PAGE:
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Arbitration Panel (From CPR Legal Program Proceedings, P 45-50, 1984 - See NCJ-96994)

NCJ Number
Date Published
6 pages
This report summarizes a panel discussion of whether alternative dispute settlement is preferable to arbitration, whether arbitration clauses foster settlement, multistep dispute resolution clauses, the appropriateness of the standard American Arbitration Association clause for long-term agreements, and arbitration panels; also considered are institutional vs. ad hoc arbitration, discovery, and combining a minitrial with arbitration.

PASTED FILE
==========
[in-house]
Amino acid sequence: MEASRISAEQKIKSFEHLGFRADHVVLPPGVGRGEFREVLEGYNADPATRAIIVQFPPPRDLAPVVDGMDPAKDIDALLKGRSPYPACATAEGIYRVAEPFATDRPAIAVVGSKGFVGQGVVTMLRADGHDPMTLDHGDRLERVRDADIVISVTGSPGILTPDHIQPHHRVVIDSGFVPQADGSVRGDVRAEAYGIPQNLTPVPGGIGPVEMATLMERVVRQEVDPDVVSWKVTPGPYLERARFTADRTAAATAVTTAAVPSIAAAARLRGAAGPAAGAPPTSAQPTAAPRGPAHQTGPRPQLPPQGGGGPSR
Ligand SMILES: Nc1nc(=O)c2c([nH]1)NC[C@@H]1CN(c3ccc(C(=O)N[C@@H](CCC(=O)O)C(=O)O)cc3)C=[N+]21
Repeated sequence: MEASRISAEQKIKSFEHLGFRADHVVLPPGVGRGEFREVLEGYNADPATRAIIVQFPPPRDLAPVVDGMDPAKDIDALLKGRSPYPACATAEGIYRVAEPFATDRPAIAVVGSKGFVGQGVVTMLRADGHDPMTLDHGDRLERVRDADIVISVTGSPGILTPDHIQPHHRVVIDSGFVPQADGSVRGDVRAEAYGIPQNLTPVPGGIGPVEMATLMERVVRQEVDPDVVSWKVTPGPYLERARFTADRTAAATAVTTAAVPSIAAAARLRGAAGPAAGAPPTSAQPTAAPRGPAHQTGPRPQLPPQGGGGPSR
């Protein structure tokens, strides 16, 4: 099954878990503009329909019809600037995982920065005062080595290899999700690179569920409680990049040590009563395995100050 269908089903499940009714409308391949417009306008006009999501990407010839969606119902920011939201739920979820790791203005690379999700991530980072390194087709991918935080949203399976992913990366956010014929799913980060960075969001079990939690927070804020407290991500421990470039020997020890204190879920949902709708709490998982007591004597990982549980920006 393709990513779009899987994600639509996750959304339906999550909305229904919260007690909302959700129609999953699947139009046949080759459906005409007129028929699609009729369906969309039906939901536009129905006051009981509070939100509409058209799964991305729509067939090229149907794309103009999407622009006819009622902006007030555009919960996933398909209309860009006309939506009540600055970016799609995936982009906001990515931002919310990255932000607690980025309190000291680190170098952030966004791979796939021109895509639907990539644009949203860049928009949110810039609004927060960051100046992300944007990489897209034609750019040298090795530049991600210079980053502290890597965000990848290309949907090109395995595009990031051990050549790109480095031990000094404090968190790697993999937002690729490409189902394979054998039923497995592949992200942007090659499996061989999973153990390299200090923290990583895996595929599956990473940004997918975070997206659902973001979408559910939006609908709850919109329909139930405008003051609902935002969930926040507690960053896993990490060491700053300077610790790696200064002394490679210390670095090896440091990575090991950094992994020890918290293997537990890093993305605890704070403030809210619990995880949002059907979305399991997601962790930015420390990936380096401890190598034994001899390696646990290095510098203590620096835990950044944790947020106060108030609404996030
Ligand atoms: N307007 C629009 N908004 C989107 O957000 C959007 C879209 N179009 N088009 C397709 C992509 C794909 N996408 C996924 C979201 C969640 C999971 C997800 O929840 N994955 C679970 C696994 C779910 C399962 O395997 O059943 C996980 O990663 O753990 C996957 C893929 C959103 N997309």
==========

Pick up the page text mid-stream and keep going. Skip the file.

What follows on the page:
Settling before an adjudicative process is determined to be preferable to arbitration; however, circumstances where imposed solutions are necessary are noted. Further, the use of arbitration clauses in contracts is recommended as a way of promoting settlement, and the possibility of including prearbitration procedures in some contracts is explored. The importance of selecting a dispute resolution clause appropriate for the types of disputes apt to arise is highlighted, as is the importance of considering whether the client may be a potential plaintiff or a potential defendant. Additionally, the need to distinguish between potential litigation in U.S. courts and litigation abroad is emphasized. Advantages and disadvantages of using a three-person arbitration panel are examined: three arbitrators are often preferred for large cases, because parties may be more inclined to accept a decision rendered by a panel than one given by a single arbitrator. Also, in disputes where a combination of expertise is required, a three-person panel may provide a broader understanding of the issues. Three arbitrators are also desirable in international transactions involving participants of more than one nationality. The lack of demand for ad hoc arbitration is noted, and the preference of Europeans and other foreign clients for ICC rules of arbitration is emphasized. Finally, arbitration's discouragement of discovery is noted, and the feasibility of combining a minitrial with an arbitration proceeding is considered.